TORONTO — The Toronto Raptors are still a game away from a maiden NBA title, but the mood surrounding Game 5 will be markedly different from the one that fills the air in Oakland on Thursday night.
For a quarter or so, the basketball world was finally getting a taste of what this series should have been about all along: Kawhi Leonard vs. Kevin Durant. Two behemoths of the game who have stolen the spotlight of the postseason and offseason simultaneously, showing that even in a league of pace and space, time can stop on a dime and defenses can be bent to the forces of their will.
Toronto proved over the course of the first four games that it is clearly the better team in the absence of the Warriors’ best player, winning 13 of the 16 quarters played and possessing a plus-6.5 net rating. What would it look like with him?
In the 12 minutes Durant spent on the court, the Warriors were whole once again and the historically safe 3-1 series lead looked anything but. The seven-foot do-it-all star racked up 11 points, including a perfect 3-for-3 from the outside, and reminded the world of who he is. Having two colossal giants on opposing ends of the court seemed to have brought back the soul this series needed, but as Durant went down and looked on in anguish, one of the strangest stretches of Finals basketball played out under a cloud of “what if?”
For the Raptors, there is simply no time for that. People will speak of asterisks and just how much the Warriors looked like themselves with an obviously less than 100 percent Durant on the court, but none of that will matter when the series has its victor.
“Would people put an asterisk next to the Houston Rockets when they won the championship because Michael Jordan didn’t play that season because he retired? No,” said Michael Wilbon, co-host of ESPN’s Pardon the Interruption. “That’s too dumb a notion to entertain, intellectually, it’s just too dumb a notion. Because there’s injuries all the time in any season, which sometimes teams overcome, sometimes they don’t.
“I don’t even engage in that conversation, it’s too lame and not understanding of sports.”
Over the course of history, Wilt Chamberlain missed a Finals where Bill Russell added one of his 11 rings. There’s the memory of Isiah Thomas’s ankle game for the Detroit Pistons against the Los Angeles Lakers where he scored 25 third-quarter points to inspire his team to a 3-2 series lead, but it goes down as a title for the Lakers after they rallied to win in seven.
Even more recently, Kendrick Perkins missed a Game 7 of the 2010 Finals for the Boston Celtics but all that matters is that Kobe Bryant and the Lakers found a way to get the job done.
Entering this 2019 edition, the Warriors were looked at as the team that won three of the past four titles. Not two of four because Kevin Love and Kyrie Irving were injured during the 2015 Finals; not three out of four but the one they lost shouldn’t count because Draymond Green missed Game 5 of the 2016 Finals. No, it’s three out of four and a dynastic run of five straight Finals appearances, plain and simple, point blank.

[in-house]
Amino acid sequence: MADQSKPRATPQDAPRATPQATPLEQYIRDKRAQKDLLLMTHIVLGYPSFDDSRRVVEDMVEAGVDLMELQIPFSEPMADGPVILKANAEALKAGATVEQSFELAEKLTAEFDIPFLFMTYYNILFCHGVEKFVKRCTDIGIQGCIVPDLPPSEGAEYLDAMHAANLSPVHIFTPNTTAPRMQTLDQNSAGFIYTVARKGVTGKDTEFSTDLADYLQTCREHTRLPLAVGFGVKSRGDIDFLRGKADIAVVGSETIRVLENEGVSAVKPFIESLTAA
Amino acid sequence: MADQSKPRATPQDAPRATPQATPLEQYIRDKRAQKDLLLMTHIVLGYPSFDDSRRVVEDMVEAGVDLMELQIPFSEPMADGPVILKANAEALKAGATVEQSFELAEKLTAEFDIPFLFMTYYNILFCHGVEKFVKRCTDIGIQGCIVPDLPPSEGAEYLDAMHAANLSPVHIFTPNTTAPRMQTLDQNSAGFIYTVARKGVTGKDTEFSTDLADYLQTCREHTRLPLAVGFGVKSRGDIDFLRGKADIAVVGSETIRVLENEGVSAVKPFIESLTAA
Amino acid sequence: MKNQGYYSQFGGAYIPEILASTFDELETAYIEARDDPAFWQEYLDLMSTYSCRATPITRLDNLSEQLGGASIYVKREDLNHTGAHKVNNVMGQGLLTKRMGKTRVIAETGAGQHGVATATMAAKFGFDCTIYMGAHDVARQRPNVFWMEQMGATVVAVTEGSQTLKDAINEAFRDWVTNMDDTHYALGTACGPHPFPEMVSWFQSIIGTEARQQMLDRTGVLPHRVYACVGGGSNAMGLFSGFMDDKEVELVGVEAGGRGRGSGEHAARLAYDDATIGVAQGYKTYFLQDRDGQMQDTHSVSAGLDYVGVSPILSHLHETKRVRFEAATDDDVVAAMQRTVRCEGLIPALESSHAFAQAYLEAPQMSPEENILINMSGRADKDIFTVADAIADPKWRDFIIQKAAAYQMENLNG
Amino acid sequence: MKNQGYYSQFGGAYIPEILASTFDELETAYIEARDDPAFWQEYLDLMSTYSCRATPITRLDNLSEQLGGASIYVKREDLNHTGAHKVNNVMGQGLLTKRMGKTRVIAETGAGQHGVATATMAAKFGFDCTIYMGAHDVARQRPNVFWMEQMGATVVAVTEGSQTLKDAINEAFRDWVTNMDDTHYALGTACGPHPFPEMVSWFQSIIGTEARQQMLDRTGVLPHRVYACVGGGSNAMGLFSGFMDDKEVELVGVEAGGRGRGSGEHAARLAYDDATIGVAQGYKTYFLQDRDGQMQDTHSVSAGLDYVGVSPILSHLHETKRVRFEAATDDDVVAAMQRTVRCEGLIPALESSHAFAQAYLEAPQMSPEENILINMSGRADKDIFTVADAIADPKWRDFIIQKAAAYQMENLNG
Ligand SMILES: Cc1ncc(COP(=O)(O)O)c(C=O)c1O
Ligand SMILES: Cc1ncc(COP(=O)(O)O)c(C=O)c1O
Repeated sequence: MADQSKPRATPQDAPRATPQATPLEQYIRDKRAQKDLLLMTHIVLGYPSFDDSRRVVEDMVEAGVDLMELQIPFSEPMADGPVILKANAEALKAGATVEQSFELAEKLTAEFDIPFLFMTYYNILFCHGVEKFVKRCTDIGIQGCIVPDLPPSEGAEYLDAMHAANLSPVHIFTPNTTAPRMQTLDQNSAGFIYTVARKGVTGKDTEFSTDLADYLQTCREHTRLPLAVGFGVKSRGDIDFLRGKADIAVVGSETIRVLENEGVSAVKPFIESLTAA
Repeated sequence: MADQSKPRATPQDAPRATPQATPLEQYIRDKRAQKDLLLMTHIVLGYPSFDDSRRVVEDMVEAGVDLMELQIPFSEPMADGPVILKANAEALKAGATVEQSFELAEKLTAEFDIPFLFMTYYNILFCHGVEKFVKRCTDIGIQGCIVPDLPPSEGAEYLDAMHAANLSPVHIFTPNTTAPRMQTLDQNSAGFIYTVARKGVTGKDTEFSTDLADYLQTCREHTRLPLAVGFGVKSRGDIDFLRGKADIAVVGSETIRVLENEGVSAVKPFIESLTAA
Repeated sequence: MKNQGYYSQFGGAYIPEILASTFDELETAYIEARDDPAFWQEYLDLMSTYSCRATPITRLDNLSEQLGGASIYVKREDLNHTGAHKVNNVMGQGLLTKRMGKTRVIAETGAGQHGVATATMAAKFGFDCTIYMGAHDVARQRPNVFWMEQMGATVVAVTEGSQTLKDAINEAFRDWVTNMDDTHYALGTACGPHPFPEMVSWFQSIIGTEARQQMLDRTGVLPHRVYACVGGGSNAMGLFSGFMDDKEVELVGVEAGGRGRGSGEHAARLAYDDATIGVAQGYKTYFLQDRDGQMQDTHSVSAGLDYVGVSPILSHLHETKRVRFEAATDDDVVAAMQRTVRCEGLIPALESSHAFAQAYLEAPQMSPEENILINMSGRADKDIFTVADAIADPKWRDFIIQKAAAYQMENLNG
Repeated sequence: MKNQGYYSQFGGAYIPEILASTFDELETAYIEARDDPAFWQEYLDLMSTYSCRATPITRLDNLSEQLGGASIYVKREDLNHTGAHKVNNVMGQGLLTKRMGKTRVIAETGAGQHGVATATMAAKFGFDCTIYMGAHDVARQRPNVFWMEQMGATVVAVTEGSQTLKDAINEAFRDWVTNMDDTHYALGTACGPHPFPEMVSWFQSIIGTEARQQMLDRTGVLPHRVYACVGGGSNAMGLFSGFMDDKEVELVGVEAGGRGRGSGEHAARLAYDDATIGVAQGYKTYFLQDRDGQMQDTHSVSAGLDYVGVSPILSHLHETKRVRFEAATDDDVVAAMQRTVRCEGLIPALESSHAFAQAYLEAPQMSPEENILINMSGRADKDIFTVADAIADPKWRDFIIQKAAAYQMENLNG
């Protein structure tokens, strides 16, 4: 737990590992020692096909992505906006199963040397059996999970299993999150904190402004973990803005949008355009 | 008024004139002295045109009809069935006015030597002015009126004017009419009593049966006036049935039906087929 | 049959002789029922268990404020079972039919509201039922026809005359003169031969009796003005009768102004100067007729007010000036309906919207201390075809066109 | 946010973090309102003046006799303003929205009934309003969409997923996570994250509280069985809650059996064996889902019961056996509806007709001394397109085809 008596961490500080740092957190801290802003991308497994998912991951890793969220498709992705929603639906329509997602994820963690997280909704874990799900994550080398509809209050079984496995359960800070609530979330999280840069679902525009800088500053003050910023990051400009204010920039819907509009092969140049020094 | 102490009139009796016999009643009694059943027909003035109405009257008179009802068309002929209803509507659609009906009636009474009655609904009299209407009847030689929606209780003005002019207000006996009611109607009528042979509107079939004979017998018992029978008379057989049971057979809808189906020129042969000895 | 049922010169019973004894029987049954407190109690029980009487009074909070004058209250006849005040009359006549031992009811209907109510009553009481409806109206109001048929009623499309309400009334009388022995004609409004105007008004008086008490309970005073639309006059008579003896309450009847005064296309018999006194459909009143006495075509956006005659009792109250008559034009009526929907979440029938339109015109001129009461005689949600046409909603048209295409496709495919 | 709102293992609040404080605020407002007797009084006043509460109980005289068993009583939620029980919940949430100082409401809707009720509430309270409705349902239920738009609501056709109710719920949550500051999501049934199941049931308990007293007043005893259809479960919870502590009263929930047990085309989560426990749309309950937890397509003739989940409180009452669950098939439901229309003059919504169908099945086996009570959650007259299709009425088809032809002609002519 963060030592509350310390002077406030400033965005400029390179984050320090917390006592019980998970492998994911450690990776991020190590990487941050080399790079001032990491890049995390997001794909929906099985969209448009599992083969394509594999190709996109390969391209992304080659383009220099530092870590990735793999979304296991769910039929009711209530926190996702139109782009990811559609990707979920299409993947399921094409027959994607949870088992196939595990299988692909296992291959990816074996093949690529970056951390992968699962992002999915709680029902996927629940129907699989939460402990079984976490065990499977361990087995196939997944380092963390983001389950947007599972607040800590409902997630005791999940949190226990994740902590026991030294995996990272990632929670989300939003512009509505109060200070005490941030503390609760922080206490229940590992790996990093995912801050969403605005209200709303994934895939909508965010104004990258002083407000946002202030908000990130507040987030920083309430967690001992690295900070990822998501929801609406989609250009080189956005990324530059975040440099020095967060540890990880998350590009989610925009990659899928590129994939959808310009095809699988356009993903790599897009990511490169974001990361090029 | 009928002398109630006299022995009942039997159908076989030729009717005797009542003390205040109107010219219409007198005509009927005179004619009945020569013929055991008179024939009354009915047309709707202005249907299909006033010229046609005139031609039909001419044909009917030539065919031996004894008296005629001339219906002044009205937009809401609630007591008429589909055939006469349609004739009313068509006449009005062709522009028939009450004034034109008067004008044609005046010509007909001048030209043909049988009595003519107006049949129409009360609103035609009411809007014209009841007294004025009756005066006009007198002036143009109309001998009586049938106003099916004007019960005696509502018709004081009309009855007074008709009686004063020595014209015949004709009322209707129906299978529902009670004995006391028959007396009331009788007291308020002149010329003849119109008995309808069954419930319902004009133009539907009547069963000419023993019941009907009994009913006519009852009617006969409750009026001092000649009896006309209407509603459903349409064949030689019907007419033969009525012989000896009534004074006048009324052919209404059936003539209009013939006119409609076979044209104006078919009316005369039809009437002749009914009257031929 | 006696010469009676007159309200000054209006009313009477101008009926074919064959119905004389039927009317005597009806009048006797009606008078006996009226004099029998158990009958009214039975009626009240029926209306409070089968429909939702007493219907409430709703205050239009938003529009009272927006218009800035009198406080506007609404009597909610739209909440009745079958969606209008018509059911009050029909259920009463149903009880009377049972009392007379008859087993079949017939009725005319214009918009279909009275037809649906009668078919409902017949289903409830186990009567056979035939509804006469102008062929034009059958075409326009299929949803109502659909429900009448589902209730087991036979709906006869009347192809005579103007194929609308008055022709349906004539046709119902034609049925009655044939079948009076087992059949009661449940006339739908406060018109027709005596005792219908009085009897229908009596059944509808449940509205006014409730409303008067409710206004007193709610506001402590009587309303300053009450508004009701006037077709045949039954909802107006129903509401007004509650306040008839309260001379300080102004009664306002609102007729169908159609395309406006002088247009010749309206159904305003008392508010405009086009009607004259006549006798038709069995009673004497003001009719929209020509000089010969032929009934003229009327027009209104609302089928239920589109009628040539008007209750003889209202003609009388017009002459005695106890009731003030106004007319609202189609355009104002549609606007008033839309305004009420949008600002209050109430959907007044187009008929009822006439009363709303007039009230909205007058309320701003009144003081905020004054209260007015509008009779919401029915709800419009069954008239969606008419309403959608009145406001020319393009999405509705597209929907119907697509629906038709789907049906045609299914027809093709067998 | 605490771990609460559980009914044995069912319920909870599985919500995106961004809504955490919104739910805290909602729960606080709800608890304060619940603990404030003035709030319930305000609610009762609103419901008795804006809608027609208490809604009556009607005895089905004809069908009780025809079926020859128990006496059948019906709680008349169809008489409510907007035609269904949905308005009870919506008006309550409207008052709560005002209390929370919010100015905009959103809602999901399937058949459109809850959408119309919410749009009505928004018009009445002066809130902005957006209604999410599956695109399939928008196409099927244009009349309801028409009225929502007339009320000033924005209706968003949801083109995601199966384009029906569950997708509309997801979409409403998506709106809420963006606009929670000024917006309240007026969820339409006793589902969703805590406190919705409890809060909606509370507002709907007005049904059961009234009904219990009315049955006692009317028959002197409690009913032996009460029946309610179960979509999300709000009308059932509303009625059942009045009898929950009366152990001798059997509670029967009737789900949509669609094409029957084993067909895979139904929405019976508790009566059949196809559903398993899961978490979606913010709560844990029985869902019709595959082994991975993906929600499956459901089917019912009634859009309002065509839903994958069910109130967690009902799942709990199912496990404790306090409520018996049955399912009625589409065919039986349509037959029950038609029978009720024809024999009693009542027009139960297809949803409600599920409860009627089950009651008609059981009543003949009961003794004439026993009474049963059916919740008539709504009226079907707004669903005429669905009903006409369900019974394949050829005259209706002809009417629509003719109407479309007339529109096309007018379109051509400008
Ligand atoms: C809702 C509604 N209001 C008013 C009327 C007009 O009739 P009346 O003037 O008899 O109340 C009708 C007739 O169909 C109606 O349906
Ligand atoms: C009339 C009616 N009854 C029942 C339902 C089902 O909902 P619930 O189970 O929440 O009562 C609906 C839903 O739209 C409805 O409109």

Context matters, sure, but never before have injuries taken away from what the victor has had to endure to be the last team standing. Leonard has played games this postseason on virtually one leg. Kyle Lowry has had a thumb injury for the majority of these playoffs that will require surgery in the offseason. Fred VanVleet has been bruised, bloodied and chipped a tooth.
The Raptors have a job to do. It is most unfortunate that Durant is lost for this series, and maybe even as long as a year, and that may take center stage regardless of how the series plays out from here. But as the past has shown, titles are earned, not given.
“They went through the hardest grind of any team this postseason run,” Michael Lee, a senior writer for The Athletic’s NBA team, said about Toronto. “I think that their opponents sort of groomed them for this moment of trying to win a championship ... the West was not what it was in the past, it’s not the behemoth, the East, I think, the top four or five teams were on par or better collectively than the top four or five teams in the West and no one’s really given them credit.”
The Milwaukee Bucks won 60 games and boasted the league’s likely MVP while the Philadelphia 76ers boasted the best starting five in the league after the acquisition of Tobias Harris. The Raptors dismissed the Orlando Magic with four straight wins despite that team boasting one of the top defences in the second half of the season and an all-star in Nikola Vucevic.
They are battle tested and hardened because of it, which is why they went into a building where the Warriors have been 53-8 in the playoffs over the course of their five straight Finals appearances and took both games. Raptors head coach Nick Nurse felt they needed only of them, but Leonard was the one to say, in Nurse’s words, “[Expletive] that, let’s get both.”
The narratives and talking heads will find a way to keep the spicy headlines rolling, but now is the time for the Raptors to exude the calm and poise they did when they walked away from Game 4. There’s a task still at hand, and that’s winning the final game of the playoffs.
“They have a group that reminds me a lot of the 2011 Mavs, kind of a group that just came together all at the right time,” Tim Bontemps of ESPN said. “At the end of the day, whoever gets to 16 [wins] earns the title and if the Raptors get one more, they’ll have 16.”
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